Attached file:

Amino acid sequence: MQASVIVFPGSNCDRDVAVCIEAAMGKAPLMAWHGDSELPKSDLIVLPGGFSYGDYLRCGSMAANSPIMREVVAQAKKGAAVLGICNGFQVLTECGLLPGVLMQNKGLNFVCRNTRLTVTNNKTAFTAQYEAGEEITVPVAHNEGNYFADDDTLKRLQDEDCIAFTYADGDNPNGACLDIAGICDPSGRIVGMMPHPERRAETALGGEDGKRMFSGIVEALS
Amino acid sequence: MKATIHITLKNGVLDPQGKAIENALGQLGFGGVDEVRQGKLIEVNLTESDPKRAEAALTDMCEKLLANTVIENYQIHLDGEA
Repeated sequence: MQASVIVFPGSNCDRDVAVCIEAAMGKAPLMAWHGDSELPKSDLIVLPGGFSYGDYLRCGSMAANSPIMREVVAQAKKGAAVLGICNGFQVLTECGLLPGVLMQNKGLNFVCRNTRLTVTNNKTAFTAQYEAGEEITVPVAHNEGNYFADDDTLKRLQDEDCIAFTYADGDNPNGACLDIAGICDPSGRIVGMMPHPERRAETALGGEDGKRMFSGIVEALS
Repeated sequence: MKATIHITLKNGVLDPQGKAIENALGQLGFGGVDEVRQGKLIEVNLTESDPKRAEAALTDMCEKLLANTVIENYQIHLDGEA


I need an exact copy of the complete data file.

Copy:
Amino acid sequence: MQASVIVFPGSNCDRDVAVCIEAAMGKAPLMAWHGDSELPKSDLIVLPGGFSYGDYLRCGSMAANSPIMREVVAQAKKGAAVLGICNGFQVLTECGLLPGVLMQNKGLNFVCRNTRLTVTNNKTAFTAQYEAGEEITVPVAHNEGNYFADDDTLKRLQDEDCIAFTYADGDNPNGACLDIAGICDPSGRIVGMMPHPERRAETALGGEDGKRMFSGIVEALS
Amino acid sequence: MKATIHITLKNGVLDPQGKAIENALGQLGFGGVDEVRQGKLIEVNLTESDPKRAEAALTDMCEKLLANTVIENYQIHLDGEA
Repeated sequence: MQASVIVFPGSNCDRDVAVCIEAAMGKAPLMAWHGDSELPKSDLIVLPGGFSYGDYLRCGSMAANSPIMREVVAQAKKGAAVLGICNGFQVLTECGLLPGVLMQNKGLNFVCRNTRLTVTNNKTAFTAQYEAGEEITVPVAHNEGNYFADDDTLKRLQDEDCIAFTYADGDNPNGACLDIAGICDPSGRIVGMMPHPERRAETALGGEDGKRMFSGIVEALS
Repeated sequence: MKATIHITLKNGVLDPQGKAIENALGQLGFGGVDEVRQGKLIEVNLTESDPKRAEAALTDMCEKLLANTVIENYQIHLDGEA